The Importance of Going through the Motions

PianoAny musician will tell you there’s nothing particularly exciting about practicing scales. It can be one of the most boring and rote aspects of a musician’s routine, but the path to virtuosity requires every aspiring student to go through the motions (ad nauseam!) until they become second nature. Whether it’s the novice student learning the correct fingering for the C Major scale or the professional playing advanced variations, musicians never outgrow their need to stay grounded in the basics.

The same goes for Christians. As Luther said with respect to the Catechism:

“But for myself I say this: I am also a doctor and preacher, yea, as learned and experienced as all those may be who have such presumption and security; yet I do as a child who is being taught the Catechism, and every morning, and whenever I have time, I read and say, word for word, the Ten Commandments, the Creed, the Lord’s Prayer, the Psalms, etc. And I must still read and study daily, and yet I cannot master it as I wish, but must remain a child and pupil of the Catechism, and am glad so to remain,” (Large Catechism, Introduction, 7–8). 

One of the major complaints about the liturgy is that it’s too rote, a boring and useless going through of the motions. As it turns out, that’s actually one of the liturgy’s greatest strengths. Like an aspiring piano student, the liturgy keeps us grounded in the essentials of the Christian faith, teaching us who God is, how we stand in relation to him, and how to confess, pray, and receive His gifts, so that these things become second nature. Like scales to the musician, the liturgy is essential to Christian maturity.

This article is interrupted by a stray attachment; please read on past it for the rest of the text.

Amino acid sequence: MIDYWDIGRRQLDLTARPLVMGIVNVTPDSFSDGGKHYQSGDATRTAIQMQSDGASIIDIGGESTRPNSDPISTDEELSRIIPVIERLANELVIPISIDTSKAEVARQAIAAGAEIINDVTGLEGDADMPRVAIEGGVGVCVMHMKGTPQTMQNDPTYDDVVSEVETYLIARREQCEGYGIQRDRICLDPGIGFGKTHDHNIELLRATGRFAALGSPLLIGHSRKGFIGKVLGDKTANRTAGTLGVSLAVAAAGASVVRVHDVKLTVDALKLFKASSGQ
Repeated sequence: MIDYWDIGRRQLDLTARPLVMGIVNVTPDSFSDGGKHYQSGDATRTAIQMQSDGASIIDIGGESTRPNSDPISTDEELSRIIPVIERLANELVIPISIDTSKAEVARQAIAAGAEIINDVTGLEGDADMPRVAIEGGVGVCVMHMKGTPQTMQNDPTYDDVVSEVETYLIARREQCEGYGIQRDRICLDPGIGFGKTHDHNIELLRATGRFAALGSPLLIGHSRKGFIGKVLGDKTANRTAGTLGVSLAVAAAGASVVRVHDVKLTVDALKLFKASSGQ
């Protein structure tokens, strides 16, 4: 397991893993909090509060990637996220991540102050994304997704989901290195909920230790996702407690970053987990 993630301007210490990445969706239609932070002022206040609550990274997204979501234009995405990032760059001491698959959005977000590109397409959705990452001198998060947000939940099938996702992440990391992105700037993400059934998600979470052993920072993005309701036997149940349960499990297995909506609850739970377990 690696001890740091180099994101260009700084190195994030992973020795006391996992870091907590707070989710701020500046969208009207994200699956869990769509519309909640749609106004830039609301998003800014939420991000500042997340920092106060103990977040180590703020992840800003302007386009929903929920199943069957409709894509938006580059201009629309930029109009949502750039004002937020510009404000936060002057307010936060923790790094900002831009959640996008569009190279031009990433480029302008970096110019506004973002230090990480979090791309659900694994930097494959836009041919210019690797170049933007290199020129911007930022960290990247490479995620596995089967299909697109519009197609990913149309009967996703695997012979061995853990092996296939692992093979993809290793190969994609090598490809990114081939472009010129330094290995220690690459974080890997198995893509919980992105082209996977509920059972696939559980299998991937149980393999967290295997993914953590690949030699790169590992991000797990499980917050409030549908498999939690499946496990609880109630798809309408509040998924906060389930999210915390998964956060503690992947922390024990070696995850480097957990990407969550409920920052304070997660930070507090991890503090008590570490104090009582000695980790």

This is an area where contemporary worship falls flat on its face. For all of the emphasis contemporary worship leaders put on prayer & praise, their services don’t actually teach or do those things very well. They provide no consistent model for prayer since the liturgies are always changing. Prayers are almost exclusively ex corde (the Lord’s Prayer being the major exception) and tend to be long-winded and theologically shallow. The emphasis of praise songs is often on the one doing the praising instead of on the one (allegedly) being praised.[1] As a result, very little praise typically takes place in these services.

By contrast, the liturgy provides us with theologically substantive, orthodox prayers and hymns. They actually get the job done (by confessing the objective truth He has revealed to us about who He is and what He has done for us) and at the same time provide a model for emulation. Apparently Jesus Himself thought highly of rote prayer, especially commending to us the Our Father and book of Psalms. The Psalms, in particular, serve as a “language training manual—an affective, embodied means of training our speech… which [challenge] us to practice forms of faithful speech to God that we are not likely to try on our own.”[2]